Also I just think insects are cool. Flies can be cute, I promise!

TAKE me BACK to JUPITER! is an immersive VR gaming closure in which humans can engage in an arcade game with flies. Could you describe the game? What do humans and flies have to do? 

Okay so first, I need to offer a small point of clarification for readers: the console’s virtual reality enclosure is only for the flies; I just couldn’t make controllers small enough for their tiny hands, ahaha. The enclosure is a glass cube with a row of LED lights along the front, and a motion-tracking camera placed at the bottom. This gives the fly visual targets to react to, and allows its actions to effect the game environment.

In the game, the human and fly player work together to fend off incoming aliens. You, the human, illuminate targets for the fly by shining your spaceship’s spotlight on columns of aliens (think Space Invaders, but with extra teamwork). All the fly has to do is fly towards the light, which—if it’s quick enough— eliminates the corresponding alien on your screen.

Drew Thornton, TAKE me BACK to JUPITER!, 2019

Drew Thornton, TAKE me BACK to JUPITER!, 2019

How did you design the game to ensure that flies would actually react and play or look as if they were playing with the human audience? 

I wanted this project to be grounded in the actual behaviour of flies; rather than trying to produce new fly behaviours catered towards a human gaming experience, the aim was to design for an existent point of commonality. This involved first understanding how flies perceive and experience the world, then creating a game environment where fly behaviour is aligned with human experience (and vice versa), and finally the technical design and build of a console to facilitate this kind of play experience.

Male houseflies have a territorial pursuit behaviour, which can be reproduced in response to flashing lights or suspended targets (which to a fly’s vision look like other flies). Not only is this something I thought I could accommodate in a digital environment, it’s also an appropriate game activity—flying around in chase of enemies could be made into something both insect and human could enjoy*.

Did you test the game with an audience? How did it go and what did you and other players learn from the experience? 

The game prototype was presented to an audience at a “launch” event in October, hosted by game museum The Nostalgia Box (a great venue, worth a visit) in Northbridge, Perth.

Unfortunately, I was unable to exhibit a fully operational version of the game console—the timeline for my build was blown clear out of the water by a computer communications protocol issue, and as a result I didn’t quite manage to troubleshoot the whole system. On the night it basically came down to a faulty light-switch!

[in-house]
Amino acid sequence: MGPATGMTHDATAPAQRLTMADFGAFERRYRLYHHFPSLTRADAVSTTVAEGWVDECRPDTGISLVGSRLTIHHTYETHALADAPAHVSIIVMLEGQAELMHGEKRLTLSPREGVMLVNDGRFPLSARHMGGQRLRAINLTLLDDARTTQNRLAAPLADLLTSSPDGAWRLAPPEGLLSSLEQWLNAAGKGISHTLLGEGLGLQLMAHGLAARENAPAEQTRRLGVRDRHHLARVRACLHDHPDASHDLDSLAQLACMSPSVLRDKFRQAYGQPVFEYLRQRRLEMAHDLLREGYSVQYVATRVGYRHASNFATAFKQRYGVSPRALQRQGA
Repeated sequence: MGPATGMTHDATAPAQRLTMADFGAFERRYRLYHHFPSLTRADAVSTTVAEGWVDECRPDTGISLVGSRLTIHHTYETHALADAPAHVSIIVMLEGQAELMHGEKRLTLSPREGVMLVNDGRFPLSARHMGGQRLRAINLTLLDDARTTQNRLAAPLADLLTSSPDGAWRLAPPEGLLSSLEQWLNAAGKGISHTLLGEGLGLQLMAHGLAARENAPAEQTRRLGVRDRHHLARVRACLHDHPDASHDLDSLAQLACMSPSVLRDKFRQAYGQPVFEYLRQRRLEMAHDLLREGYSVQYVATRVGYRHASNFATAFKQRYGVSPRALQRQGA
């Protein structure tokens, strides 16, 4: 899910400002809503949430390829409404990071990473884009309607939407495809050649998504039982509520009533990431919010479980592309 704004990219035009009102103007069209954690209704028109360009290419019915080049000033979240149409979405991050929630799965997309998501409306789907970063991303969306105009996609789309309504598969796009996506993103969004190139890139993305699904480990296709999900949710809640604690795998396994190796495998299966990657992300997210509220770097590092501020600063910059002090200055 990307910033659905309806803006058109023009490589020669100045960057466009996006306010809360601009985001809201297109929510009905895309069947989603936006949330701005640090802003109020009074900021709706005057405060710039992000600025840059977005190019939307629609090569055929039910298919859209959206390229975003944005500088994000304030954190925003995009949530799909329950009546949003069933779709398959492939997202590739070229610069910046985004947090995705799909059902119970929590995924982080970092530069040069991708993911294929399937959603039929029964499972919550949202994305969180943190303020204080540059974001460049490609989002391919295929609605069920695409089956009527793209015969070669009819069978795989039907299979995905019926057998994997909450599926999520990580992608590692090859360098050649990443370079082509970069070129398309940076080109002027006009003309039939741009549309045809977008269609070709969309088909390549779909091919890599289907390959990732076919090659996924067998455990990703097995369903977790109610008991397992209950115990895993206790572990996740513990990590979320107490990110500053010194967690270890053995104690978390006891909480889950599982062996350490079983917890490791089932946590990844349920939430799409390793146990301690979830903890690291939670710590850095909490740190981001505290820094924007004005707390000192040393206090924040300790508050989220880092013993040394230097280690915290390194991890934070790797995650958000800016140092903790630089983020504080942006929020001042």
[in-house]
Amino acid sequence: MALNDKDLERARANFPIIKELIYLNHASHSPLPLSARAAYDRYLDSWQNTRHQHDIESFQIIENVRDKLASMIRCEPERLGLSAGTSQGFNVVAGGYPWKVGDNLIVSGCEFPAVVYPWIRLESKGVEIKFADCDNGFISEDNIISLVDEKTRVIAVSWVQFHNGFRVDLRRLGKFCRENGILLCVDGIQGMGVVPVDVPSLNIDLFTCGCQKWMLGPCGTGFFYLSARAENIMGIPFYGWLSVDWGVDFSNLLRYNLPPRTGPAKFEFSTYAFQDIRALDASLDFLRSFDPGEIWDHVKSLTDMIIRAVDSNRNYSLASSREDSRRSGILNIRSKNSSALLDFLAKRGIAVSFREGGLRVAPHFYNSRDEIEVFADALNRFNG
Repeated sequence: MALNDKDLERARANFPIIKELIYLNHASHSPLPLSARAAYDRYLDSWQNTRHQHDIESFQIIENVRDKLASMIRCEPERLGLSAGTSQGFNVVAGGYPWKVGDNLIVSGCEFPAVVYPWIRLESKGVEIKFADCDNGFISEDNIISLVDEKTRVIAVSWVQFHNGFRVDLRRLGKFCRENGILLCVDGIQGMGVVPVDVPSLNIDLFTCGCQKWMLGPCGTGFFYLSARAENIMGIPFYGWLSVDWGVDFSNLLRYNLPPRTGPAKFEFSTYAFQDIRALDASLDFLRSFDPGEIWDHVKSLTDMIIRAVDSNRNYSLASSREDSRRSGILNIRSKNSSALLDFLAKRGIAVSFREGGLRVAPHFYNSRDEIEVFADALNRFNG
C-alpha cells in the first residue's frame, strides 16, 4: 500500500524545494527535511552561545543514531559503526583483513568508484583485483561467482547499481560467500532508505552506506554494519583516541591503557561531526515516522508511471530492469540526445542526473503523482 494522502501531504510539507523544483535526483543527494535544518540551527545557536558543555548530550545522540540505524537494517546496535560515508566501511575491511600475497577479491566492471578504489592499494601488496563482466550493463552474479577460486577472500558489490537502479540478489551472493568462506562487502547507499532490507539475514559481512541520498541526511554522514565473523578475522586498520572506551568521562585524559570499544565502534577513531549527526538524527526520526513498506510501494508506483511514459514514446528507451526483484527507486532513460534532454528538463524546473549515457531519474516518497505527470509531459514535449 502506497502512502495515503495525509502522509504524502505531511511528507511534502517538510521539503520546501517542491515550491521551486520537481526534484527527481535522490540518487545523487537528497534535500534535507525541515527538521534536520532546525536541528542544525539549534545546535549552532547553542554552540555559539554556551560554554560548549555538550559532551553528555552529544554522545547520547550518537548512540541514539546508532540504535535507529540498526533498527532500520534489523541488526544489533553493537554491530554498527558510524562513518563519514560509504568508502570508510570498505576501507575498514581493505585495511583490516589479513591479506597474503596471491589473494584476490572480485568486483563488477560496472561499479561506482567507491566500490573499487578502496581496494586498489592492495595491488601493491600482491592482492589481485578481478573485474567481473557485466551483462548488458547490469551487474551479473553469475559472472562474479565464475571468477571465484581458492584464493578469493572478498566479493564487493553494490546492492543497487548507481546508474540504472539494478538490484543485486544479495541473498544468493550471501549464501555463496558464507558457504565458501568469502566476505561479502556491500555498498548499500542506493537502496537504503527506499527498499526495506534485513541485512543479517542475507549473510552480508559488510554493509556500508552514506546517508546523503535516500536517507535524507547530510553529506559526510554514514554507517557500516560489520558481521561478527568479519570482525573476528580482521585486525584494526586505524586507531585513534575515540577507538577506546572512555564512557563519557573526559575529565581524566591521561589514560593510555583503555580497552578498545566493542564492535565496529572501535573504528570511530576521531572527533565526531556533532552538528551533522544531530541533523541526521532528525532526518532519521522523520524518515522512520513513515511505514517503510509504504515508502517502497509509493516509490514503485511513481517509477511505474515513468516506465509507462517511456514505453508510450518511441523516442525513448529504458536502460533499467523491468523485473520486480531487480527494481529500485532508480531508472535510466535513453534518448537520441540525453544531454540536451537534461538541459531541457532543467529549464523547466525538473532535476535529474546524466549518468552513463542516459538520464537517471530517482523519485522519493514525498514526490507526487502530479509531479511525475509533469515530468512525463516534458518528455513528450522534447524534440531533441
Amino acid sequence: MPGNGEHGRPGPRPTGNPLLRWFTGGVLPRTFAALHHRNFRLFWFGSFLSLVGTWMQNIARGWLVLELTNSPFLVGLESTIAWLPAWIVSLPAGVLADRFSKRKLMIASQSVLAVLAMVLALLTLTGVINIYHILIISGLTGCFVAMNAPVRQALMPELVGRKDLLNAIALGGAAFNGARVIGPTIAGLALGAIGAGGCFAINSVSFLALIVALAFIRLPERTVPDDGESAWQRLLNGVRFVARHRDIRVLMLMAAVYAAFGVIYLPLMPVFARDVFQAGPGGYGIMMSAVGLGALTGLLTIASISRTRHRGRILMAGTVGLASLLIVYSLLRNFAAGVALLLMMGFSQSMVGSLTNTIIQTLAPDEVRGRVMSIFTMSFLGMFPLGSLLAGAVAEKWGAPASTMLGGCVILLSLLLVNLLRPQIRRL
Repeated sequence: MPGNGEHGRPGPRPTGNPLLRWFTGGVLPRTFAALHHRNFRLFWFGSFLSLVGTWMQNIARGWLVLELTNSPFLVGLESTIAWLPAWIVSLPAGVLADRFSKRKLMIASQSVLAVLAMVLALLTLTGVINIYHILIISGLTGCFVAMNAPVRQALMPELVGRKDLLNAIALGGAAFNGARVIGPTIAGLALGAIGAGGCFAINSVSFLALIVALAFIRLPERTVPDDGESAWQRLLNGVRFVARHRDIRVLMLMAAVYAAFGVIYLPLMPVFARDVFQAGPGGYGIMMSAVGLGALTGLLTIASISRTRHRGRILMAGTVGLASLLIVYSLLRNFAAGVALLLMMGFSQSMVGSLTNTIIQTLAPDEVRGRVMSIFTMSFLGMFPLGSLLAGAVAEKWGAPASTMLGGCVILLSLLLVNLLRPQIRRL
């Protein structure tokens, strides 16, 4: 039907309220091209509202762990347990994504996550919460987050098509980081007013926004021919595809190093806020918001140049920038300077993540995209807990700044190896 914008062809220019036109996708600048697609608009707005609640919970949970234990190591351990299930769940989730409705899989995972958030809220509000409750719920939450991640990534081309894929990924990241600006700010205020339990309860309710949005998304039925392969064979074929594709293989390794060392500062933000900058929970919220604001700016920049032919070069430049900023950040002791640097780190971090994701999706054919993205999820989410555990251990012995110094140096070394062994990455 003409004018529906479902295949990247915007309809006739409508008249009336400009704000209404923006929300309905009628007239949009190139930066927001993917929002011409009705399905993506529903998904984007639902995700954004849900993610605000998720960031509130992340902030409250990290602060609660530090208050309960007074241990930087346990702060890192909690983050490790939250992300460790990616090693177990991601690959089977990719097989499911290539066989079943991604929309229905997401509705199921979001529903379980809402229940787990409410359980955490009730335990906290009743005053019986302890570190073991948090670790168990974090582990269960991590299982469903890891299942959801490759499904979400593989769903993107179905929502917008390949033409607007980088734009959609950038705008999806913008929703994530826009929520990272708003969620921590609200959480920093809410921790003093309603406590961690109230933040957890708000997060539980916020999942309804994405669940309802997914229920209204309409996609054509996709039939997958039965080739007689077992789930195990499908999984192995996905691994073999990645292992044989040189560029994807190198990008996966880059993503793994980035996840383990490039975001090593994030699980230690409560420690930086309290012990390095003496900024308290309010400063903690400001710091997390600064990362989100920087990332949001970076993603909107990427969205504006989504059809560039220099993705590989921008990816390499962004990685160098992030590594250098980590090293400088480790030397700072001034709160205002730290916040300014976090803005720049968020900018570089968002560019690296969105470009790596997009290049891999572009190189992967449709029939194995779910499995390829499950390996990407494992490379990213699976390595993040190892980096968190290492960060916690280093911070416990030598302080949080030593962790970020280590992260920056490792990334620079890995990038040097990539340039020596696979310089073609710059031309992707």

Even so, I was really taken with the audience response. While they didn’t get to play the game, I think even the promise of it was enough to make people view the fly as a teammate rather than adversary. So even if the project was a technical failure, it felt like a conceptual and artistic success.

The title of your work is quite intriguing. Why did you call it TAKE me BACK to JUPITER!?

I wanted to attribute some of the grandeur and mystery of the gas giant to organisms that seem humble and lowly in our eyes.

Jupiter is the largest planet in our solar system, dwarfing Earth, and its gravitational effects contribute to the relatively sheltered and stable orbits of the inner planets (we haven’t had an extinction-level impact in over 65 million years!) This seemed comparable to the role of insects in Earth ecosystems, where

It’s also a dual title, reflecting the recurrent apposition of perspectives in the project: in the animated title sequence, “TAKE me BACK to JUPITER!” becomes “TAKE BACK JUPITER!”. The allusions in the game manual are similarly vague about the nature of the alien conflict. When we return to Jupiter, will it be as prodigal children, or cruel invaders?

Any upcoming work, event or field of research you could share with us? 

So I have a few projects ticking over, including a book chapter hopefully being published late 2020/early 2021. The topic is “sexy fish monsters in fantasy and myth”, which I assure you is academically very rigorous. I’ll also be giving a special Valentine’s Day lecture on the subject in February, as part of the SymbioticA Friday Seminar series. ??I pushed myself pretty hard with this project, so I’m taking it a little more relaxed at the moment, and I’d like to revisit TAKE my BACK to JUPITER! at the start of next year for a more finessed exhibition. Meanwhile, I’d like to get my website up and running properly (it’s a real mess right now), and I’ll probably keep uploading little doodles to my page whenever I feel like it.

Thanks Drew!

*I know that using “enjoy” to describe a fly’s experience might feel incredulous, but whether flies’ behaviour is motivated by an internal feeling of gratification or not, they do it all the same so I think it’s a forgivable stretch.